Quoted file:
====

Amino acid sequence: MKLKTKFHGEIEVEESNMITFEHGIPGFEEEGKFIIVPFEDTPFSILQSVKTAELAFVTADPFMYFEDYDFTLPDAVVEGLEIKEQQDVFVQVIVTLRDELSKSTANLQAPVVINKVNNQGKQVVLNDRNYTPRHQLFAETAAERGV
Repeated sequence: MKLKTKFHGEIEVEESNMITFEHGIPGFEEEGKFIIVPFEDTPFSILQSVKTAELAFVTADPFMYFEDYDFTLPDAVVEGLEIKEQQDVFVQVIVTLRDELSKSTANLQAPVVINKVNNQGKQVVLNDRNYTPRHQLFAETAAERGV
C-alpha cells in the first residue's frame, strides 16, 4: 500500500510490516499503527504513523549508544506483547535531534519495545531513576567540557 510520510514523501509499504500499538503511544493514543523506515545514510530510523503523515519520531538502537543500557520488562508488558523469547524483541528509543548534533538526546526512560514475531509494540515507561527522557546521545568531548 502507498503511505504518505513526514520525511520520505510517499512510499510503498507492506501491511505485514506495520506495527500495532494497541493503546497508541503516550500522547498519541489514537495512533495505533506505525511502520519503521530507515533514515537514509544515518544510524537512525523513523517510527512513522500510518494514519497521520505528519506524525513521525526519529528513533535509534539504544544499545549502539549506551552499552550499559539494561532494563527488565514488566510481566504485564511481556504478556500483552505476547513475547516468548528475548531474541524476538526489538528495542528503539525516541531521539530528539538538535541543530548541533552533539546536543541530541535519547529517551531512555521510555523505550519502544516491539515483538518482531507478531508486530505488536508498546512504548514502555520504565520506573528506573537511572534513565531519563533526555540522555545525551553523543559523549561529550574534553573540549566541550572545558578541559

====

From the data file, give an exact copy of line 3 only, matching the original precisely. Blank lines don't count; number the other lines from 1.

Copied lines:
C-alpha cells in the first residue's frame, strides 16, 4: 500500500510490516499503527504513523549508544506483547535531534519495545531513576567540557 510520510514523501509499504500499538503511544493514543523506515545514510530510523503523515519520531538502537543500557520488562508488558523469547524483541528509543548534533538526546526512560514475531509494540515507561527522557546521545568531548 502507498503511505504518505513526514520525511520520505510517499512510499510503498507492506501491511505485514506495520506495527500495532494497541493503546497508541503516550500522547498519541489514537495512533495505533506505525511502520519503521530507515533514515537514509544515518544510524537512525523513523517510527512513522500510518494514519497521520505528519506524525513521525526519529528513533535509534539504544544499545549502539549506551552499552550499559539494561532494563527488565514488566510481566504485564511481556504478556500483552505476547513475547516468548528475548531474541524476538526489538528495542528503539525516541531521539530528539538538535541543530548541533552533539546536543541530541535519547529517551531512555521510555523505550519502544516491539515483538518482531507478531508486530505488536508498546512504548514502555520504565520506573528506573537511572534513565531519563533526555540522555545525551553523543559523549561529550574534553573540549566541550572545558578541559